Tuesday, October 03, 2006

Ecuadorans try to get their lives back to normal

On a once-lush landscape made wasteland overnight by the Tungurahua volcano, five members of the Meneses family raised picks and hoes in unison to strike at ash-encrusted earth.

The land looks like concrete and is almost as hard. The Meneses returned home to replant their crops, only to find it takes backbreaking work just to crack a furrow in the hardened gray shell.
"I am not giving up," said Antonio Meneses, sprinkling a neat row of corn kernels into one narrow crack. "It's success or death."

Meneses, 52, acknowledged he may not be able to pay back the US$5,000 in loans he took out before the eruption to plant his crops.

"We took a risk planting here," he said. "Now we will test our luck. Let us hope this harvest will not fail."

Trail blazers

The Meneses were among the first to try to resume their lives in Bilbao, a village just below the crater of Tungurahua, which covered the area with incandescent rocks, ash and lava in a catastrophic explosion in August.

Many others are still living elsewhere as refugees.

They are not alone.

All across the volcano-dotted landscape of this Andean nation, millions of people have become accustomed to living in the shadow of mountains that can, with little warning, lay waste to their villages and farms in a matter of hours.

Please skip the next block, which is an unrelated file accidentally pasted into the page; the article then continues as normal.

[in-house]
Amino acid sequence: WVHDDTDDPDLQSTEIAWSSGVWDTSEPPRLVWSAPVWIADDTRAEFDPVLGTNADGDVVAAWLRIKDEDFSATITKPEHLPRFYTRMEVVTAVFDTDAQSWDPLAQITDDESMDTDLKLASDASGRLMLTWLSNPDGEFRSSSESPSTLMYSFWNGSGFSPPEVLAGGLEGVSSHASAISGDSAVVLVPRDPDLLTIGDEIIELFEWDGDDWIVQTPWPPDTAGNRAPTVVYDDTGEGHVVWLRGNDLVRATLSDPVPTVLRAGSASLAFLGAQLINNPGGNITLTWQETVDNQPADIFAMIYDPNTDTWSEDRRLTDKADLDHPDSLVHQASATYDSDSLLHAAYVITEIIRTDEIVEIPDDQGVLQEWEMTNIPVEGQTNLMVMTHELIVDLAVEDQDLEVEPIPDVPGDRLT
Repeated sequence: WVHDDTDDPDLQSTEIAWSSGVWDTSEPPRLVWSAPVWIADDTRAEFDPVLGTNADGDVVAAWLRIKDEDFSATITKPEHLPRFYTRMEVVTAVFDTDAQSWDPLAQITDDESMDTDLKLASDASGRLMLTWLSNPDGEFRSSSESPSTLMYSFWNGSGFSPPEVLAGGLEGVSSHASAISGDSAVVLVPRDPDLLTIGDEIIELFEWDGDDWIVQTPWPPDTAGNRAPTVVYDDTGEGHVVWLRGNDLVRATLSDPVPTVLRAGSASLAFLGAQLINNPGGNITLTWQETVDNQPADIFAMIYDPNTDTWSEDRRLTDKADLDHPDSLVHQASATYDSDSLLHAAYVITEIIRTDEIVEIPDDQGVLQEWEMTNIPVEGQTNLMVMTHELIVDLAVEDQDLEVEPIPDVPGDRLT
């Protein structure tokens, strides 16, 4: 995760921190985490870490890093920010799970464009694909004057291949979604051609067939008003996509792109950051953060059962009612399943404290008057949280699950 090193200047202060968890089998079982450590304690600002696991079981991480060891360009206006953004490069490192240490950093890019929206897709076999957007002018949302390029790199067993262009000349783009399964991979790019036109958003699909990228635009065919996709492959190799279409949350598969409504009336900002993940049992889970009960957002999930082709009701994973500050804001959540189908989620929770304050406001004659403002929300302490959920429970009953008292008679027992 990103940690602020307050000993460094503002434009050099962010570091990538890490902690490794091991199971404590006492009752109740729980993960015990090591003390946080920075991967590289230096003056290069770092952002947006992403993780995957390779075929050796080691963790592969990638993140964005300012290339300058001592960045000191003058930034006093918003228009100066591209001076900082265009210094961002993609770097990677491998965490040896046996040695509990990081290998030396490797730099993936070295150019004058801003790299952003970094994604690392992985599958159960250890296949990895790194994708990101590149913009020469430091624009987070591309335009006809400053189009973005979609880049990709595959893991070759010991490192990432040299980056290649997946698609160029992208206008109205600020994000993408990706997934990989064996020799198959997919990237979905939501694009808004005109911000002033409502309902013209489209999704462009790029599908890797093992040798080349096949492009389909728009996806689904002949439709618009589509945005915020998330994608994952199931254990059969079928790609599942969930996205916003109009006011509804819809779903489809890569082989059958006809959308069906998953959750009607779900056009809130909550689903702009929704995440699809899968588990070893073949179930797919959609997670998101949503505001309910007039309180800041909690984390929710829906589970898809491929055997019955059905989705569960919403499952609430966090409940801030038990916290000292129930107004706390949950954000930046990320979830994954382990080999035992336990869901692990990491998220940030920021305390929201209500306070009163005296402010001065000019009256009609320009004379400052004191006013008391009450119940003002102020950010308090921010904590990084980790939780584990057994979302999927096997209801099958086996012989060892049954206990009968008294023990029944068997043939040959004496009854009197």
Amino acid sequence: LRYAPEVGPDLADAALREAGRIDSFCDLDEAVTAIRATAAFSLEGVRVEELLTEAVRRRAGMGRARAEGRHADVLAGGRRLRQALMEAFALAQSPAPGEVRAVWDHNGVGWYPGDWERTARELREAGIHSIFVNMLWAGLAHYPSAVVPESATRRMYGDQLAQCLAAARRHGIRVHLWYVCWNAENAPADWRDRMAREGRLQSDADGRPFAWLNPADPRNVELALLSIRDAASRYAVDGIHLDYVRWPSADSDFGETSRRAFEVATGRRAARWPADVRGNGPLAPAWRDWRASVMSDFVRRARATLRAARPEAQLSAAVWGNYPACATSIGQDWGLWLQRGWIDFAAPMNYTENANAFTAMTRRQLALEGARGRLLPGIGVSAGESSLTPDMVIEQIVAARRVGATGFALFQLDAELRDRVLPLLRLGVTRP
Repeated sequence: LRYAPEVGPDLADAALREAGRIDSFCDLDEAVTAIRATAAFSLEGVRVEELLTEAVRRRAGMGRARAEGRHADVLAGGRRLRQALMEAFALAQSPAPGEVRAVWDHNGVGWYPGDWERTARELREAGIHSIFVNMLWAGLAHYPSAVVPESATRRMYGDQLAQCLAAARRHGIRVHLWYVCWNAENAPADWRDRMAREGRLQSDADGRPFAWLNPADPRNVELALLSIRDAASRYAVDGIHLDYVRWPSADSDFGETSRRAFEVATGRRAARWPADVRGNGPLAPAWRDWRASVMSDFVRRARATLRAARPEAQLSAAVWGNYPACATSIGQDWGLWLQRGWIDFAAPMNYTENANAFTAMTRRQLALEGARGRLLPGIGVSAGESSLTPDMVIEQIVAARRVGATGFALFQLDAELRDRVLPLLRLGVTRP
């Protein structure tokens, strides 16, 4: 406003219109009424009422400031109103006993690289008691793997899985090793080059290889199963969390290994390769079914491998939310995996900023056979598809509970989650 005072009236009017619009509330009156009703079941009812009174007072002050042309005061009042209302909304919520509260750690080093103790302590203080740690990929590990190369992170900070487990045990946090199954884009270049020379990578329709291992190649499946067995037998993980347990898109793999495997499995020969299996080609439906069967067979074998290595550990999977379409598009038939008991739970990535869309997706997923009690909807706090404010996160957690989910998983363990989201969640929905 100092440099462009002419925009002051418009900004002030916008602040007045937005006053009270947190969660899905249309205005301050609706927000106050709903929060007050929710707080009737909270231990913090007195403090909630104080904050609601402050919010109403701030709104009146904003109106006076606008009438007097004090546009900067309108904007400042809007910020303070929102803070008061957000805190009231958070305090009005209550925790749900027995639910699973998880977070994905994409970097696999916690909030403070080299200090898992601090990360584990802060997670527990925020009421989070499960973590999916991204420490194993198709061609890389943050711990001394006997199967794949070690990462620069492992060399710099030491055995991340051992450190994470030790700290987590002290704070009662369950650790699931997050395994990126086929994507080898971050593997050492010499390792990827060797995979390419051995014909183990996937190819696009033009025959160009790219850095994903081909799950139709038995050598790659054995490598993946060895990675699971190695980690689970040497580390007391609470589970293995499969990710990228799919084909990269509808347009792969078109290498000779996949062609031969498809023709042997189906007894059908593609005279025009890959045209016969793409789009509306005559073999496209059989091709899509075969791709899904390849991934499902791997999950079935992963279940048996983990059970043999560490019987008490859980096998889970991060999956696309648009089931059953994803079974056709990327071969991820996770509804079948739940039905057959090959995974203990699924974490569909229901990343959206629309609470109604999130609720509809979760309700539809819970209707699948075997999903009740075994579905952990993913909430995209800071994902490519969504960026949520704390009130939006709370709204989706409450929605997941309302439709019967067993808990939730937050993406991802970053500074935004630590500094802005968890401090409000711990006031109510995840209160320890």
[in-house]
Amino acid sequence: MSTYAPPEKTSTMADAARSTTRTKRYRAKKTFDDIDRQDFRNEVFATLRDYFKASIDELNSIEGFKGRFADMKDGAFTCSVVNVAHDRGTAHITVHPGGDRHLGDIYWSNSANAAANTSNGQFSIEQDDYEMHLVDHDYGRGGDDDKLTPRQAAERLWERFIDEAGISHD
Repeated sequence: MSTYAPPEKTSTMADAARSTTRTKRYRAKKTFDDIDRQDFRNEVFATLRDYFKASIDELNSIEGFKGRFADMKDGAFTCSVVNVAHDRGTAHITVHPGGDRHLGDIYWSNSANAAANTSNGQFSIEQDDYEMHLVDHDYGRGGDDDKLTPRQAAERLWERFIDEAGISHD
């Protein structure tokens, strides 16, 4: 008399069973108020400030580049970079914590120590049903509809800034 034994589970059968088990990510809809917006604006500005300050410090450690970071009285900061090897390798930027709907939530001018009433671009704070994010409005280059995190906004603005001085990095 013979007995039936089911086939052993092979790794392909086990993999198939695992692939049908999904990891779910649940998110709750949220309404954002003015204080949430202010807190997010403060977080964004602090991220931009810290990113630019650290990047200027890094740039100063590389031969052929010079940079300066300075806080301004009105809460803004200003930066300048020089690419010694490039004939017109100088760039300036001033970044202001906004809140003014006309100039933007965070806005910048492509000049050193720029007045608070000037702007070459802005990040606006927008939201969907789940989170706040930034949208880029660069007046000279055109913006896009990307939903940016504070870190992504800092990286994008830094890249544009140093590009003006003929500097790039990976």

"We have suffered the unspeakable," said Meneses' 26-year-old daughter, Ximena. "But we are not going to leave."

Some 55 volcanos -- 17 of them active -- are strung along Ecuador's northern Andean spine for 300km, known as the "Avenue of the Volcanos."

Volcanic neighbors

More than a quarter of Ecuador's 12 million people live within 25km of an active volcano, making the northern and central Andes one of the most densely populated volcanic zones in the world, said Hugo Yepes, director of the Geophysics Institute in the capital, Quito.

The 5,023m Tungurahua volcano -- which means "throat of fire" in the Quichua Indian language -- is one of nearly a dozen volcanos under constant watch because of their proximity to villages, towns and cities.

Its eruption in mid-August killed four people, destroyed 10 villages and severely damaged many others, leaving 5,000 homeless. Tens of thousands of hectares of pasture and crops were wiped out.

While living on the slopes of Tungurahua may seem foolhardy, some people make their homes inside the craters of the killer mountains.

Braving the daily threat of gas outbursts and temperatures that regularly rise into the high 40s Celcius, residents eke out a living with subsistence agriculture.

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